(i) State whether or not each individual is tax resident in Ireland for the year 2014 based on the information provided alone, giving reasons for your answer.

(ii) State whether or not each individual is ordinarily resident in Ireland for the year 2014, giving reasons for your answer.

(iii) Identify the basis on which income will be subject to Irish income tax for the tax year 2014 for each individual and identify the specific amount taxable in Ireland as well, giving reasons for your answer.

You are not required to consider the effects of any Double Taxation Agreements in your answers.

(a) Emma is Irish domiciled but left Ireland in the 1990s to live in the UK. She did not return to Ireland at all until 2011 when she spent 42 days in Ireland. In 2012, she spent 210 days in Ireland, in 2013 she spent 300 days in Ireland and in 2014 she spent 240 days in Ireland. Her only income in 2014 was rental income from the UK of €40,000 of which €15,000 was remitted to Ireland during the year.

(4 marks)

(b) Felipe is domiciled in Argentina but has travelled back and forth between Argentina and Ireland extensively over the last few years. He spent 290 days in Ireland in 2011, 300 days in Ireland in 2012, 200 days in Ireland in 2013 and 95 days in Ireland in 2014. His employer based in Argentina paid him a salary of €100,000 into his bank account in Argentina in 2014. €40,000 of this salary related to Felipe’s employment duties in Ireland. None of the €100,000 was remitted to Ireland in 2014. Felipe also earned €3,000 in interest income from money held on deposit in an Irish bank.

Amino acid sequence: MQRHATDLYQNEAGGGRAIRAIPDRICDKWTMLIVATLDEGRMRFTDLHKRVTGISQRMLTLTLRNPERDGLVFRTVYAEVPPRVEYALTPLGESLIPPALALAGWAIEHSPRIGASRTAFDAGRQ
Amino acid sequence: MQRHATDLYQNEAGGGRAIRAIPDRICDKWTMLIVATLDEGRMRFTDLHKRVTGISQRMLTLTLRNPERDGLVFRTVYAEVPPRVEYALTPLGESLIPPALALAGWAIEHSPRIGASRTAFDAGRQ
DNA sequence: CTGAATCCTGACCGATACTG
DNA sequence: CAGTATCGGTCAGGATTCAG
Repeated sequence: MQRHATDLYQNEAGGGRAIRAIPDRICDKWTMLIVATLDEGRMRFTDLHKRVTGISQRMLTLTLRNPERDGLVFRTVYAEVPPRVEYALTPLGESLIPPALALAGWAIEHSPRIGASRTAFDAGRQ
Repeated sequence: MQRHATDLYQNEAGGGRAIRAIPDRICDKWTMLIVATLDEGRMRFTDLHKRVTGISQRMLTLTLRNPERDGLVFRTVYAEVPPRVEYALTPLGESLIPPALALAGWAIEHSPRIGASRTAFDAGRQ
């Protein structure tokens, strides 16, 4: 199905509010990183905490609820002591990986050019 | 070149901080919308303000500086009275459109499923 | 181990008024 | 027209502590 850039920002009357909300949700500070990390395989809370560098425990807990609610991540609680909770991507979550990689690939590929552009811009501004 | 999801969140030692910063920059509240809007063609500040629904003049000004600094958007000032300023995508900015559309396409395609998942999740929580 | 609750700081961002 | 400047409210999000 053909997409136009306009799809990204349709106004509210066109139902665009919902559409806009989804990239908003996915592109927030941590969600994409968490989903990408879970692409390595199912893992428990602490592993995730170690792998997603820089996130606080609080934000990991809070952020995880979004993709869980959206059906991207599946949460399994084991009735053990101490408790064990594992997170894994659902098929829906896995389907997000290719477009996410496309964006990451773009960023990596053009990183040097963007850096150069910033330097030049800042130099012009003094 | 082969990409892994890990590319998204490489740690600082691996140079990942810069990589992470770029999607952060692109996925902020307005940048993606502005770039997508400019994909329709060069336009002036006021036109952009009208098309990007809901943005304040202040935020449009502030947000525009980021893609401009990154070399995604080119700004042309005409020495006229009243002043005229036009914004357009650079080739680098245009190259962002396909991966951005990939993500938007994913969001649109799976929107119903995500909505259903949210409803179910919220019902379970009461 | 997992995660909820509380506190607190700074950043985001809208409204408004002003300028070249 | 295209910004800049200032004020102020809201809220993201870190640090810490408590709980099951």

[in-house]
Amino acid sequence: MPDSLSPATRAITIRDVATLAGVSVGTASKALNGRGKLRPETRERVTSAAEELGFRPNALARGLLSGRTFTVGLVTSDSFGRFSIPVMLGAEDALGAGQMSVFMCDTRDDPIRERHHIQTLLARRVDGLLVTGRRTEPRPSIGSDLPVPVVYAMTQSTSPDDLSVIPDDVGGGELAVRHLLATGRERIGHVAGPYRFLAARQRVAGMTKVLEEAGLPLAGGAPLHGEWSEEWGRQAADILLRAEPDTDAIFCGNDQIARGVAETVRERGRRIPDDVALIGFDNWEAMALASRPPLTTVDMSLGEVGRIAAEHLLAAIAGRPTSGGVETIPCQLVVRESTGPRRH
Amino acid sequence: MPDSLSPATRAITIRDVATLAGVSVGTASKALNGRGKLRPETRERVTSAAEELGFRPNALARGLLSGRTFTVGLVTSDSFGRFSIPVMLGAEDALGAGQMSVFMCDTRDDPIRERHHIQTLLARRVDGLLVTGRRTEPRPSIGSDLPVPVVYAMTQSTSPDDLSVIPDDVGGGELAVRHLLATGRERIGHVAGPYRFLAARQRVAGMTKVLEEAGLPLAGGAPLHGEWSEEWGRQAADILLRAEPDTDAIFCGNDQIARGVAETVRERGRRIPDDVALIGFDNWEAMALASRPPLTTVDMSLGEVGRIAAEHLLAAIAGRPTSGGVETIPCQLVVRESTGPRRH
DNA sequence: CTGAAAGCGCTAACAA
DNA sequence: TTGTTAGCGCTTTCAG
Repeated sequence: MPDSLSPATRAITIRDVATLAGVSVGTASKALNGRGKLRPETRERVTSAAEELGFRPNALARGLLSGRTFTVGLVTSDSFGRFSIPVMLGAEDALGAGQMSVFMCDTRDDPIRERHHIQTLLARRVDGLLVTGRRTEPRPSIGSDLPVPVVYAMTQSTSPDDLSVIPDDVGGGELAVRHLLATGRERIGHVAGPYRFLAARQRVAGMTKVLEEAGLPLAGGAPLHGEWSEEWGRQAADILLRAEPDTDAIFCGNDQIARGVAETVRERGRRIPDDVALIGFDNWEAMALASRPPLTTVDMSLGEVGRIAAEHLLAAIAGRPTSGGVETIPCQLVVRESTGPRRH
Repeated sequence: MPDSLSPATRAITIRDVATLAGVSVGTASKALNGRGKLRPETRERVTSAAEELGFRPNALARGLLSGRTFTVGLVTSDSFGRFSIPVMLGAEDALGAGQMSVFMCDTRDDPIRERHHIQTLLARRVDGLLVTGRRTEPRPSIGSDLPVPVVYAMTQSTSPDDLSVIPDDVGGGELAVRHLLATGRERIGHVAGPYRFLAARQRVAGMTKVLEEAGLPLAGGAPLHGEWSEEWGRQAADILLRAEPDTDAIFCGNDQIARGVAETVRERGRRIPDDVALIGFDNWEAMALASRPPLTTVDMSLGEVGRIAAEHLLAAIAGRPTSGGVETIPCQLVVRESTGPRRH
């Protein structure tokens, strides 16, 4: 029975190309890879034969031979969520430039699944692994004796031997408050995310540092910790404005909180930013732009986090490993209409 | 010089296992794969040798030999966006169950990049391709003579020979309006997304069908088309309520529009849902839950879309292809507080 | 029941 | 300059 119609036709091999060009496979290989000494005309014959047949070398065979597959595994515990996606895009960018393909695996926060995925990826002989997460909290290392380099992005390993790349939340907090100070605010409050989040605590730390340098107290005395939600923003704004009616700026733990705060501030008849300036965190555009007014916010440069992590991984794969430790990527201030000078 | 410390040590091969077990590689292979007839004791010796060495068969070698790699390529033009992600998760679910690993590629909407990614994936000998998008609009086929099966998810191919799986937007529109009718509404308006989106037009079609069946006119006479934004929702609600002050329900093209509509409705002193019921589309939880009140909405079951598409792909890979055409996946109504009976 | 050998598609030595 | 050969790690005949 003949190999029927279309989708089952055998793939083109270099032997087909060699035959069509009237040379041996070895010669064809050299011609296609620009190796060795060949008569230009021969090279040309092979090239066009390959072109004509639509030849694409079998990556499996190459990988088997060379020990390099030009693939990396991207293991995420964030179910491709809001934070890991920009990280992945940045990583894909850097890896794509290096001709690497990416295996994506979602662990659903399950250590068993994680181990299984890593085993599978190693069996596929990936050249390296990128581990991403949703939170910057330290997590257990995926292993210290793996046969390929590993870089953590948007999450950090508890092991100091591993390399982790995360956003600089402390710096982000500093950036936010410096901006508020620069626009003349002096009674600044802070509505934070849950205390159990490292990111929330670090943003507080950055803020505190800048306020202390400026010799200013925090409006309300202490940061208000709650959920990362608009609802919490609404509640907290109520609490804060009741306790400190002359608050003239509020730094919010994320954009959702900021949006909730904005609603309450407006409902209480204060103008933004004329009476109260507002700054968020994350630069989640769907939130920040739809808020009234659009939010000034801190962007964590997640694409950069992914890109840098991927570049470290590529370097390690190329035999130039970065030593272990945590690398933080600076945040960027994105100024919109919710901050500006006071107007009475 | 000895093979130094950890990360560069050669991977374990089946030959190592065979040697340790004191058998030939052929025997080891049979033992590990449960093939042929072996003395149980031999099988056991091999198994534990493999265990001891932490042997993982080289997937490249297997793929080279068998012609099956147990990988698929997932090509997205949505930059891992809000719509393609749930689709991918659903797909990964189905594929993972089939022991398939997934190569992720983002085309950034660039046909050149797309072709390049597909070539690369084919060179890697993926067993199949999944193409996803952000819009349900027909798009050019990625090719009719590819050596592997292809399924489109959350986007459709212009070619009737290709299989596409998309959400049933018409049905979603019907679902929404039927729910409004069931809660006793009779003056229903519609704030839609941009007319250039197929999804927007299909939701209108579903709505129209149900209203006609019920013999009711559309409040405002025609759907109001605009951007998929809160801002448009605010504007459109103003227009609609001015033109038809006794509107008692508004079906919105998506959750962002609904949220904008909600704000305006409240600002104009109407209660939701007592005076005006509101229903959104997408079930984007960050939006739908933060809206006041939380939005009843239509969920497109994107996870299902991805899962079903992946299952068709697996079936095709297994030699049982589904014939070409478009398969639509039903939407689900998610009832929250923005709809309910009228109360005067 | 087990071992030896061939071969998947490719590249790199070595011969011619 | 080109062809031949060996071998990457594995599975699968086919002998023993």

(5 marks)

(c) Gordon’s family background is somewhat mixed, and it is not clear where his domicile is. He did not leave Ireland at all in the years 2008 to 2013, but in 2014 he decided to quit his job in Ireland to emigrate to Australia. He left on 27 January 2014 and did not return at all during the year 2014. Gordon was paid a salary of €2,000 for January from his Irish employment and he was also paid a dividend of €4,100 from a family company on 26 January. He earned a salary of €60,000 from a new employment in Australia for the year 2014. All of the duties of his new employment were carried on in Australia. He also earned €4,000 in deposit interest from an Australian bank and sent €1,500 of this by electronic transfer back to his brother in Ireland in 2014.

(I) Answer the questions above on the assumption that Gordon is Irish domiciled; and

(II) Answer the questions above on the assumption that Gordon is not Irish domiciled.

(8 marks)

(d) Horatio was born in England and as far back as his parents can remember, his ancestors have lived and worked in England and been British subjects with British passports. Horatio moved to Ireland for a few years to gain experience as a doctor. He spent 340 days in Ireland in 2011, 350 days in Ireland in 2012 and 360 days in Ireland in 2013. He returned to his home city of London on 2 January 2014 and did not return to Ireland during the year 2014. He earned a profit of €65,000 in 2014 from his new practice in London – this was earned entirely for work carried out in the UK. He remitted €18,000 of this to Ireland in 2014 to pay for various outstanding expenses and bills.

(4 marks)

(e) Ignatius is domiciled in Ireland but emigrated to the US in the 1980s and has only been back to Ireland for a couple of weeks a year at most since then. In 2014, he earns a salary from his US employment of €120,000 and remits €10,000 to his extended family in Ireland. He owns an investment property in Galway that earns him a profit of €7,500 in 2014.

(4 marks)

Total 25 Marks